Ceviche for Beginners: Easy Key Lime Scallop Ceviche

There was a time when I was terrified of ceviche.

A bowl of raw fish?! Cooked without heat??

I remember feeling suspicious about the whole thing.

I've never really been a fan of things that are too raw. Even today. I tend to stay away from very rare steak, only eat the cooked edges of seared tuna, and generally prefer complicated trendy Americanized rolls over more aggressively raw slices of bare sushi. Plates of tartare and carpaccio get pushed in my husband's direction. And while I'm ok with raw egg yolks when they disappear into a chocolate pudding, pasta carbonara, or mayonnaise, I prefer to not see bright yellow oozing all over my breakfast plate.

But the ceviche made regular appearances at the Latin restaurants we frequented growing up, and it wasn't long before I'd braved a bite, then two, and then entire plates of it.

Fresh, bright with citrus and herbs, and just a bit of heat from chile peppers. It was fish, but not fishy. Raw, but tasted somehow, magically, cooked.

It was an ideal summer choice, served alongside crispy tortillas or salty plantain chips.

And the truth is that as far as quick cooking methods,  ceviche is about as easy and no-fuss as you can get. At its most simple, it's simply good seafood or fish tossed with lime or lemon juice.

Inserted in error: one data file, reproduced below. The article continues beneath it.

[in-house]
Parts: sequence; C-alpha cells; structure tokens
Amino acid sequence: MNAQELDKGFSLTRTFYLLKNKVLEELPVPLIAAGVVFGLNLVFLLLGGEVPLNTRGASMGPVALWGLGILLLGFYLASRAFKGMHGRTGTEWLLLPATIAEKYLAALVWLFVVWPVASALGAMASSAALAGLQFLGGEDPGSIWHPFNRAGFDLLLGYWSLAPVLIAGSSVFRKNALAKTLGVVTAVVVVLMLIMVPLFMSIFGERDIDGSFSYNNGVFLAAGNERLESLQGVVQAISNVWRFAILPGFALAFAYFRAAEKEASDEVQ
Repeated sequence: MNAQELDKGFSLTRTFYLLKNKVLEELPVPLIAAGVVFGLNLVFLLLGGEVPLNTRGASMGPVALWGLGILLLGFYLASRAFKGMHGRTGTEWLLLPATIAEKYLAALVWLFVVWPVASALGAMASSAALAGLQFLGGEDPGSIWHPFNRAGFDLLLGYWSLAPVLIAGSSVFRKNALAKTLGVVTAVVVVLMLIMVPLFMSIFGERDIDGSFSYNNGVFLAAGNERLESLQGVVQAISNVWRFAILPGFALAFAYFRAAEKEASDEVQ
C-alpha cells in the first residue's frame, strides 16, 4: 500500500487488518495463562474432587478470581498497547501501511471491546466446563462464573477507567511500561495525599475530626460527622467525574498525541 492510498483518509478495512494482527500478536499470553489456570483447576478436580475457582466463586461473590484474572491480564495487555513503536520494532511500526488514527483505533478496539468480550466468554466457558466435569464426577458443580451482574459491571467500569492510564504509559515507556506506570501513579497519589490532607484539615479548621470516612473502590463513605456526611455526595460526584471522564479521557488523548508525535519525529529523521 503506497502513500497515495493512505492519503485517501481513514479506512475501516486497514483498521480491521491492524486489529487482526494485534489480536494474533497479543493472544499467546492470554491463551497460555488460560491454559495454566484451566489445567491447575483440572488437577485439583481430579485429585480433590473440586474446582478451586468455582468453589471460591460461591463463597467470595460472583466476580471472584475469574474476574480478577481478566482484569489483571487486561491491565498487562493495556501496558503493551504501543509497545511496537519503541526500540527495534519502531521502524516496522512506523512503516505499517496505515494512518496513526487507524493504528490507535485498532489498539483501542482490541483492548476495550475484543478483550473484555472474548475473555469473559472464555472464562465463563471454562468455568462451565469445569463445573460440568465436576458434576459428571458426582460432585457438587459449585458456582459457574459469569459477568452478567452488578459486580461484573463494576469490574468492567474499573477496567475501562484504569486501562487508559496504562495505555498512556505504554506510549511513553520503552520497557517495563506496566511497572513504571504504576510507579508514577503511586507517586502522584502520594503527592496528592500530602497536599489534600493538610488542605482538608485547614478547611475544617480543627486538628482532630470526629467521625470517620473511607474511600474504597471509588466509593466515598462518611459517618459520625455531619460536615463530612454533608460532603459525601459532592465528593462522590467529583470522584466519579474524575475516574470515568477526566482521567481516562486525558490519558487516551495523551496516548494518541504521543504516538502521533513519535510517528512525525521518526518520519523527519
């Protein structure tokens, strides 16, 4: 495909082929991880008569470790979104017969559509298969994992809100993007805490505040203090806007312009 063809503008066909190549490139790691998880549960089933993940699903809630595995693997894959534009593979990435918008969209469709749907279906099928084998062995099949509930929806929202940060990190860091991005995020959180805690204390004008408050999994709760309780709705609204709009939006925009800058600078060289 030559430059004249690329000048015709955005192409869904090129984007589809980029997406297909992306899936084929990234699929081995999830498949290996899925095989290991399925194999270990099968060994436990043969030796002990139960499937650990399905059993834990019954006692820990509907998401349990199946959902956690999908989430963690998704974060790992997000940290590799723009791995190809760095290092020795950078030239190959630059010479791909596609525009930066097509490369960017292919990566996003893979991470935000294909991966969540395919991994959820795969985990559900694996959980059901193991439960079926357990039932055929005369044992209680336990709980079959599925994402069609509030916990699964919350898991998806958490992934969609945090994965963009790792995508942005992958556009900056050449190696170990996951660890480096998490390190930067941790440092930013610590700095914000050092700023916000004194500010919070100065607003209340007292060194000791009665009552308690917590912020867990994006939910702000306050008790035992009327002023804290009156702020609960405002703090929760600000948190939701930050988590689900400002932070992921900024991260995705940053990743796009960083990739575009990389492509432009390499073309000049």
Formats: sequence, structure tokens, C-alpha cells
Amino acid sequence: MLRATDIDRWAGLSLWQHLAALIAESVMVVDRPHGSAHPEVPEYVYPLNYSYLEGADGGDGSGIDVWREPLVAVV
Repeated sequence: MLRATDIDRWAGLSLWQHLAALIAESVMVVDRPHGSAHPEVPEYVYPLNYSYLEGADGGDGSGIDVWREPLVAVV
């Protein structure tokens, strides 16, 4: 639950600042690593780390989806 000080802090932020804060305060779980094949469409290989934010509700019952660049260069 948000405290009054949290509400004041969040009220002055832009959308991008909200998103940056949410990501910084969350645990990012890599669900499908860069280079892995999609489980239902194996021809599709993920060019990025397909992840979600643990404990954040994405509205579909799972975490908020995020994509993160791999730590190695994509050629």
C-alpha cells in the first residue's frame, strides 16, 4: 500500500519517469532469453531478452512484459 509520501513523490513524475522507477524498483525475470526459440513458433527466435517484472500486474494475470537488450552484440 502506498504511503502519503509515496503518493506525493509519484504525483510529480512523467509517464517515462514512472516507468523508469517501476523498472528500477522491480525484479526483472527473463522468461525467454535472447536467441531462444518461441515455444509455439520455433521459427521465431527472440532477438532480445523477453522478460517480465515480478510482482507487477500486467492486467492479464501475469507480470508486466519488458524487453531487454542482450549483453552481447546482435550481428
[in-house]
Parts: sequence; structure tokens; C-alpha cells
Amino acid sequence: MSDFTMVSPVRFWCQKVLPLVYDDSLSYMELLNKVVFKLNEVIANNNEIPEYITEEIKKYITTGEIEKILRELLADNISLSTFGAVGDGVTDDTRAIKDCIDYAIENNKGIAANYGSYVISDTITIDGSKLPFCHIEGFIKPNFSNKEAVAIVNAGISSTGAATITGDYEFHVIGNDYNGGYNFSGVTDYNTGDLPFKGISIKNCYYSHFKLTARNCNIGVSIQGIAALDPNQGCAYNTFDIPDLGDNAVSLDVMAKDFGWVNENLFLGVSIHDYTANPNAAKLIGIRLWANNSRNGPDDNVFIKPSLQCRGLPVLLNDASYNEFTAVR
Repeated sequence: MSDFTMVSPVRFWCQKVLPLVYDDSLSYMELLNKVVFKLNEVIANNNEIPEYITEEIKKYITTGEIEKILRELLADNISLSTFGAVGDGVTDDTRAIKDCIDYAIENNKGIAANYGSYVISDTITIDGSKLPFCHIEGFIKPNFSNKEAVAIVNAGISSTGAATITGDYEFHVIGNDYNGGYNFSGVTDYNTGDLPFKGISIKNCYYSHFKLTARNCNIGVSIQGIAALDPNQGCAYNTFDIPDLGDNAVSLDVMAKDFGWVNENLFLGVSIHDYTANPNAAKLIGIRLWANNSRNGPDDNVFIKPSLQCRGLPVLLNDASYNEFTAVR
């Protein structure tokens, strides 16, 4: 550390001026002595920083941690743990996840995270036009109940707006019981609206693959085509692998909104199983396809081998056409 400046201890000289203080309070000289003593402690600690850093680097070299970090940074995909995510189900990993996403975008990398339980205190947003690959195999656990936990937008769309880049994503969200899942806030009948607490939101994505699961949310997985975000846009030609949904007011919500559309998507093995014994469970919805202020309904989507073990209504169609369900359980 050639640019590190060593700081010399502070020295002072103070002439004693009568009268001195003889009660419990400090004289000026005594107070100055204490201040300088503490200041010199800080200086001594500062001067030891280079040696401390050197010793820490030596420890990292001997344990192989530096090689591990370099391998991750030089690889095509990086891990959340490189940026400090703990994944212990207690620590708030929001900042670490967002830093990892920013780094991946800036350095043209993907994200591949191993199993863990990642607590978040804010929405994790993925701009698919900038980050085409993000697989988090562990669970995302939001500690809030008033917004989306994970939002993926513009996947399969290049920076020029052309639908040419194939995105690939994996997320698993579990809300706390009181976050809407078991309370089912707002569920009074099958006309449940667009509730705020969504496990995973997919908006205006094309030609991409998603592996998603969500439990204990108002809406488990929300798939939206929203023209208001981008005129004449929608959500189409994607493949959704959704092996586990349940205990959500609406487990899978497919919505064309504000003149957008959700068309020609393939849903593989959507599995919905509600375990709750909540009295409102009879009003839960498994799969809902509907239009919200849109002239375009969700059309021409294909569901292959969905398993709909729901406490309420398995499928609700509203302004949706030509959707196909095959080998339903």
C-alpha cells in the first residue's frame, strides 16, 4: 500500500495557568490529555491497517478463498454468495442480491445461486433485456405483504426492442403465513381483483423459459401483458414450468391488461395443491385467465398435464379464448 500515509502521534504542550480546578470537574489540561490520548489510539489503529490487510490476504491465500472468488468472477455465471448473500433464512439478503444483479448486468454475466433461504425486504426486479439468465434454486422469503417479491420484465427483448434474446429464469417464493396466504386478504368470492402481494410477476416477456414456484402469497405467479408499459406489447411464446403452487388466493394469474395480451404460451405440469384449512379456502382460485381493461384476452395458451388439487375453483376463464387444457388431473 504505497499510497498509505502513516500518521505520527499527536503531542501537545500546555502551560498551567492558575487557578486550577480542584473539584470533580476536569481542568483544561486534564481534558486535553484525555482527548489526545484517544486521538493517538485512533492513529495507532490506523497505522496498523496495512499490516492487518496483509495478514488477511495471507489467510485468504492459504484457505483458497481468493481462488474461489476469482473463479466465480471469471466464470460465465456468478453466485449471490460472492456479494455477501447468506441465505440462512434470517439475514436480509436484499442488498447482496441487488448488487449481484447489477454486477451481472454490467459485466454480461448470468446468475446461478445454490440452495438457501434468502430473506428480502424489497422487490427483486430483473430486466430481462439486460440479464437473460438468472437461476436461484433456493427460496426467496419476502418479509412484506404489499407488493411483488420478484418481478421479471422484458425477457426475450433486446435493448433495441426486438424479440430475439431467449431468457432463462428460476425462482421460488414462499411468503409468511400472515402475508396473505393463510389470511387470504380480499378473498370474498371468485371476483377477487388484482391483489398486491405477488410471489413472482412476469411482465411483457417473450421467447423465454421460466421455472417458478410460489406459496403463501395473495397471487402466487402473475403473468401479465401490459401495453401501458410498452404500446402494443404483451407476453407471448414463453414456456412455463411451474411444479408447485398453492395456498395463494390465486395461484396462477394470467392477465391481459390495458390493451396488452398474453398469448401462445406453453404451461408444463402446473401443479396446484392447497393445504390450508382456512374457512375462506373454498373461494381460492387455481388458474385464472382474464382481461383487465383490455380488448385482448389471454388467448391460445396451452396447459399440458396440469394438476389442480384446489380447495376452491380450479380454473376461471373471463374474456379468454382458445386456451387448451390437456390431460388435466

That's seriously it!

Then you can add herbs, spices, sliced chiles, diced fruit, nuts or vegetables...really just about anything but the base is simple.

This recipe only calls for 4 required ingredients (not counting salt & pepper), and the flavor is incredible. I love these rolled up into warm tortillas for easy ceviche tacos (add some diced avocado for creaminess) or even served with tortilla chips like a kind of entree salsa.

As far as raw seafood is concerned, scallops are one of the safest things you can eat. Tiny bay scallops are in season right now and require no prep, but you can also use large sea scallops and just dice them up.

And key lime juice is particularly special with a brighter and slightly sweeter flavor than regular limes. I juiced my own, but you can buy fresh bottled key lime juice at many grocery stores. Or just use regular limes.

Have you ever tried ceviche? Would you make it at home?

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Easy Key Lime Scallop Ceviche Recipe
Serves 4

1 pound fresh bay scallops, rinsed under cold water
3/4 cup fresh key lime juice (from about 15 key limes, or use regular fresh lime juice)
1-2 jalapenos, seeds removed and very thinly sliced (I used one red and one green for color)
1/4 cup minced chives (substitute finely minced red onion or scallions)
Kosher salt and black pepper
Optional garnishes: chopped cilantro leaves, diced avocado, tortilla or plantain chips, for serving

Place bay scallops in a large non-reactive bowl (such as glass) and pour in the key lime juice. Add the sliced peppers, and chives. Season with salt and pepper, and toss to coat well. Cover with plastic. Place in fridge for at least 30 minutes, tossing occasionally, and not longer than 3 hours.
Serve cold garnished with cilantro, and with tortillas, plantain chips, or chips on the side.

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